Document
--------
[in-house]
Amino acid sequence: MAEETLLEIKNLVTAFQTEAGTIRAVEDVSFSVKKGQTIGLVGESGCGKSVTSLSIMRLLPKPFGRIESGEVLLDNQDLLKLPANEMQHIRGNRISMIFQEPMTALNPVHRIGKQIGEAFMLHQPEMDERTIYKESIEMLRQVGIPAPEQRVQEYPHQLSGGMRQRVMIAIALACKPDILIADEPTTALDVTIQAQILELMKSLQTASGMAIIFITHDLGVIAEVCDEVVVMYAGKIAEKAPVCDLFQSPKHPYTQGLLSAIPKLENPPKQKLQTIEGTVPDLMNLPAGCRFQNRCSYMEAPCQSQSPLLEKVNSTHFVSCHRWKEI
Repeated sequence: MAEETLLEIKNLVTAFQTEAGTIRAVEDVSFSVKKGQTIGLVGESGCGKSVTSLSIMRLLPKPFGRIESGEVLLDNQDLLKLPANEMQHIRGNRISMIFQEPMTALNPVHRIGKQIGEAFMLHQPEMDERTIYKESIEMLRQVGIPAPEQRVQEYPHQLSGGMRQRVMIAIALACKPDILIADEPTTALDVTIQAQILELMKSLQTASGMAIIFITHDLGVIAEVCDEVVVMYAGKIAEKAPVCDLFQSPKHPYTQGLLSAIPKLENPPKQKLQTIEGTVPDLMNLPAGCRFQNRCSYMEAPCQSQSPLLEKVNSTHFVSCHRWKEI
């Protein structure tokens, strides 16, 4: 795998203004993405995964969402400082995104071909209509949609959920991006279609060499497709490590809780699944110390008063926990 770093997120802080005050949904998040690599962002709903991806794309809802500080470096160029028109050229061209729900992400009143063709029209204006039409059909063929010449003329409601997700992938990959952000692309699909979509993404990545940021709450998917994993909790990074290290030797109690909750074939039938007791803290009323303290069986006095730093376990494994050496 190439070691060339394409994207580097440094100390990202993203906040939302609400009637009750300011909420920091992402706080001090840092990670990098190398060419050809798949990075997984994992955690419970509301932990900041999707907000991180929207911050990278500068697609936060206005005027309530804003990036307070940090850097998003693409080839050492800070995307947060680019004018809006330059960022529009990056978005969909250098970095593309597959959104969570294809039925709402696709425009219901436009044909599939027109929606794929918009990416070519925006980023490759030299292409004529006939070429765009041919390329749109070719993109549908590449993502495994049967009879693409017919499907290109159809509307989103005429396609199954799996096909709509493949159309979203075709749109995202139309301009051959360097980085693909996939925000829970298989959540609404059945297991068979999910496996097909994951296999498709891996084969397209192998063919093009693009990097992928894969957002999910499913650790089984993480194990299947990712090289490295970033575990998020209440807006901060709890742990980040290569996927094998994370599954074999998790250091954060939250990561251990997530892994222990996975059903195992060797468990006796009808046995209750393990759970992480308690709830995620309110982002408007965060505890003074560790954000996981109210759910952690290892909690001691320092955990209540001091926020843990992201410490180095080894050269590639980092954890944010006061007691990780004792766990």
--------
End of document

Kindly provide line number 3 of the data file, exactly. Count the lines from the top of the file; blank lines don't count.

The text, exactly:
Repeated sequence: MAEETLLEIKNLVTAFQTEAGTIRAVEDVSFSVKKGQTIGLVGESGCGKSVTSLSIMRLLPKPFGRIESGEVLLDNQDLLKLPANEMQHIRGNRISMIFQEPMTALNPVHRIGKQIGEAFMLHQPEMDERTIYKESIEMLRQVGIPAPEQRVQEYPHQLSGGMRQRVMIAIALACKPDILIADEPTTALDVTIQAQILELMKSLQTASGMAIIFITHDLGVIAEVCDEVVVMYAGKIAEKAPVCDLFQSPKHPYTQGLLSAIPKLENPPKQKLQTIEGTVPDLMNLPAGCRFQNRCSYMEAPCQSQSPLLEKVNSTHFVSCHRWKEI